Monday, May 08, 2006

And Then

The Gum Talk

Now that I'm no longer employed, I have the time to think about the important things in life like chewing gum.

I'm a big gum chewer (not sure if 'chewer' is a word; I'll spell check but I refuse to change it if it isn't), and I was excited when I read this article in yesterday's New York Times:

Executives at Cadbury Adams are hoping that no one will make such complaints about Stride, a new sugar-free gum the company spent three years developing. Marketed with a trademarked slogan, "The Ridiculously Long Lasting Gum," Stride has been engineered to remain pleasantly soft and sweet for many, many minutes, regardless of how aggressively it is chewed.

Inredible news for gum aficionados such as myself. The article goes on to talk about the engineering behind this wonder gum, but I won't reproduce that here. Eventually, they say the gum would remain flavourful for about eight minutes, which is quite long.

But, is that enough?

Consider that there are 1440 minutes in day; 10,080 in a week; 525,600 in a year. For me to have a pleasant gum flavour for entire day it would take 180 sticks; for a week, 1260; for a year, 65,700. Then consider there are 14 sticks to a pack: that means I would need more than 12 packs a day; 90 packs a week; more than 4,692 packs a year. Then consider that a pack of gum bought on its own (and not in family four-pack) can cost upwards to $1.50 (taxes included); a premium gum, such as this good-for-eight-minute gum, would definitely straddle the upward part of the scale. Considering all of that, my premium gum habit would cost me thousands of dollars each year. Of course, I have to adjust these numbers because its unlikely I would remain awake for an entire day, week, year. Consider.

So, with all this time, I'm going to go back to the drawing board (actually, I don't have one...I used to have an Etch A Sketch...that was's an online one...where is this going?), and crunch some more numbers, and figure out all of this, and sit here, and wait, and write a bit more about this, because THIS MATTERS.

Yeah, it's easy to sit here and do this.

And what was I talking about? Yes, gum. That's it. Something.



nicole said...

Did you get fired?

Czobit said...

Yeah. It wasn't one specific incident, but a string of "unprofessional behaviour." I've been banned from ever returning to the building, even for a visit. My boss said he was disappointed in me not as an employee, but as a human. In all his years in journalism, he said, he's never had to deal with such "disgusting and vile" behaviour. He told me to leave journalism, and to pursue a dead-end career in retail.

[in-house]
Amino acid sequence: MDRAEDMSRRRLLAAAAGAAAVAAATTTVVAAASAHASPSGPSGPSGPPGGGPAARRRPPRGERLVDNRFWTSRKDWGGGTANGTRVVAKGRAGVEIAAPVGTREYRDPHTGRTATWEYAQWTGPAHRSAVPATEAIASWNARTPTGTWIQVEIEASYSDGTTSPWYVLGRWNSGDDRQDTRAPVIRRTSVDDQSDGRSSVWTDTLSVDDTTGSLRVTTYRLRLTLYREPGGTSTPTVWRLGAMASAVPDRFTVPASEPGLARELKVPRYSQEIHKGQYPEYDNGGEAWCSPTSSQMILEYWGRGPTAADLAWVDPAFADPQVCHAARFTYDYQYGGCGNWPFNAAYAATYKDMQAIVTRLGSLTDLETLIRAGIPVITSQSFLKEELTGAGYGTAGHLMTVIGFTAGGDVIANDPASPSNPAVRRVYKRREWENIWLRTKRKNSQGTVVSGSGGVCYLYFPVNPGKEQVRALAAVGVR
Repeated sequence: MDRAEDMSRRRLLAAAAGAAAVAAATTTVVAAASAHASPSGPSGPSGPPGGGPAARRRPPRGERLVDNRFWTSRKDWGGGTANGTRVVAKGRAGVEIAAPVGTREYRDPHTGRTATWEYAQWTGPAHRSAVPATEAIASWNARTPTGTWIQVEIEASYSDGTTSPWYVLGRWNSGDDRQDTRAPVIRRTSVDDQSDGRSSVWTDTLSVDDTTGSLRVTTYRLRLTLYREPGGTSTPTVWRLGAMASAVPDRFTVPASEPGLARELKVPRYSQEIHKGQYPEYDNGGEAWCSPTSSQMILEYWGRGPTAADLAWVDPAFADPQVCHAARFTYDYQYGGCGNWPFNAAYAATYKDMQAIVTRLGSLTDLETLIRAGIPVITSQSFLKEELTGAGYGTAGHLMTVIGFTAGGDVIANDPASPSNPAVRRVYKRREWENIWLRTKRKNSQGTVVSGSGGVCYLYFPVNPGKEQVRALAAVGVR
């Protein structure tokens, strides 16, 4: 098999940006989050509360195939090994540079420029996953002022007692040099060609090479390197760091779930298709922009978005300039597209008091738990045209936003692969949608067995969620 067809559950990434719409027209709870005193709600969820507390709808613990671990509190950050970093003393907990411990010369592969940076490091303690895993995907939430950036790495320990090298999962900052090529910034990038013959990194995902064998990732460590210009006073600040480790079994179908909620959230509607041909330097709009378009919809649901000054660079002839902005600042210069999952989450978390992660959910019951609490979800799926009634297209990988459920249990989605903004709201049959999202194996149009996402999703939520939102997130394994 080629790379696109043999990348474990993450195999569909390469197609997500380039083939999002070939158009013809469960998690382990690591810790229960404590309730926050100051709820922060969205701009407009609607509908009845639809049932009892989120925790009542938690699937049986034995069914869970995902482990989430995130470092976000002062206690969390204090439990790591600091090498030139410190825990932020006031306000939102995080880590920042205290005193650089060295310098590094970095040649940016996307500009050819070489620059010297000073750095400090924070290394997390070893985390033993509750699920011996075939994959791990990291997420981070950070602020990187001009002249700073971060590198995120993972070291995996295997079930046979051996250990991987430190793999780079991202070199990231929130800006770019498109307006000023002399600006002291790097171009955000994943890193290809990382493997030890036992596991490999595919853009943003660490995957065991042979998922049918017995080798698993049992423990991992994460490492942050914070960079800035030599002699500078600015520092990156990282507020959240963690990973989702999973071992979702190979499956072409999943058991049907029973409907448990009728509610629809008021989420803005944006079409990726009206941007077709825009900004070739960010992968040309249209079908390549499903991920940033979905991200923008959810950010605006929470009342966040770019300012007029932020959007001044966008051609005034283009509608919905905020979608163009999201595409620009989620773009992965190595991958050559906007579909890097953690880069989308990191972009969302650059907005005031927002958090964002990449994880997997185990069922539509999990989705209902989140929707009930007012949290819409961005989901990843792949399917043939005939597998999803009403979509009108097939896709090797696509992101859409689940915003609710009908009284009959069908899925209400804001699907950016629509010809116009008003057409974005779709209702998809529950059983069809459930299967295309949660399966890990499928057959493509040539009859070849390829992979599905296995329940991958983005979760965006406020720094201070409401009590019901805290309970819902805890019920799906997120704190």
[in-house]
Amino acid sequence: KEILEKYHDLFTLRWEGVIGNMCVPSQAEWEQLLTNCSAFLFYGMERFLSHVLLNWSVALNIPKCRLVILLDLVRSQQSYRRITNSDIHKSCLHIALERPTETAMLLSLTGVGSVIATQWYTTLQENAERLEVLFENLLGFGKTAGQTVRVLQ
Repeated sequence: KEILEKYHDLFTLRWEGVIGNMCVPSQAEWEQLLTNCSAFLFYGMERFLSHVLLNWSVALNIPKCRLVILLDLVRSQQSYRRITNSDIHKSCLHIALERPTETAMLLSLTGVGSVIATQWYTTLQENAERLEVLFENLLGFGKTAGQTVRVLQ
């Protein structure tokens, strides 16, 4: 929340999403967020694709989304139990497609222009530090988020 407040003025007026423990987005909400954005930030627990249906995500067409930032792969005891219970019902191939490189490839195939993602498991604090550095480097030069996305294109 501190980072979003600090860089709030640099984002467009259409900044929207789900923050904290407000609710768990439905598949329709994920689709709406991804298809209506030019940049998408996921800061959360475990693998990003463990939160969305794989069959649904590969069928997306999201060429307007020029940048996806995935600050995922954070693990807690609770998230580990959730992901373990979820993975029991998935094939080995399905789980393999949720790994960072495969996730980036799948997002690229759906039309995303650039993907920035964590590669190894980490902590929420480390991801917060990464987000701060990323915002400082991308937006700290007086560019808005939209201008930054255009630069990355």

Laura said...

wait, no, so, seriously, wha happened? please don't tell me that YOU got fired, and scott is still gainfully employed.

Czobit said...

Dang, my attempts to make The Michael Czobit Blog 100 per cent fiction will have to be put on hold. I need to make my disclaimer more prominent.

Are you still reading? I understand
if you've stopped, because I can't be trusted to be factual.

I'm actually still employed at the good ol' Canadian Press. For the last two days I had been stuck in a summer replacement orientation, despite already knowing all I need to know for my specific job. This produces the feeling of wishing you were no longer employed.

But I did learn something from this excruciating activity: while I could easily handle being a general assignment reporter for Canadian Press (and therefore any newspaper, because CP's GARs actually do more work than a regular GAR, because they have to do their job for print and broadcast at the same time), I know I will never want to do it for any sustained period of time.

Being a CP GAR means that you move from story to story whether you have any interest in it or not, and then when you're not out on assignment, you copy edit and rewrite press releases as news items--possibly the most unrewarding job I can think of.

Also, after a practice run of what a CP GAR would have to do for an assignment (actually an interesting excercise), I realized that if I ever was one, I'd probably write horrible and boring copy.

So, I have new respect for good CP general assignment reporters. It's something that's not for everyone, and I know I'm in that category.

nicole said...

I like how I get the sarcastic answer full of LIES!!

Czobit said...

What's so sarcastic about my comment?

Last night, after I replied to your comment, I went to my AA meeting. They told me honesty was the best policy. I didn't believe that. But my anger therapist told me the same thing today. So, I thought, that maybe I'll try honesty.

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kaitlyn said...

WHEW! You had me worried too.

Laura, thank you for your excellent use of the phrase "wha' happened?" Keep up the good work.

I am very glad you still have a job.

Czobit said...

Thanks for your concerns. Fiction gone bad, I know.

I'll probably be around CP until next February, unless, I actually commit a fireable offence.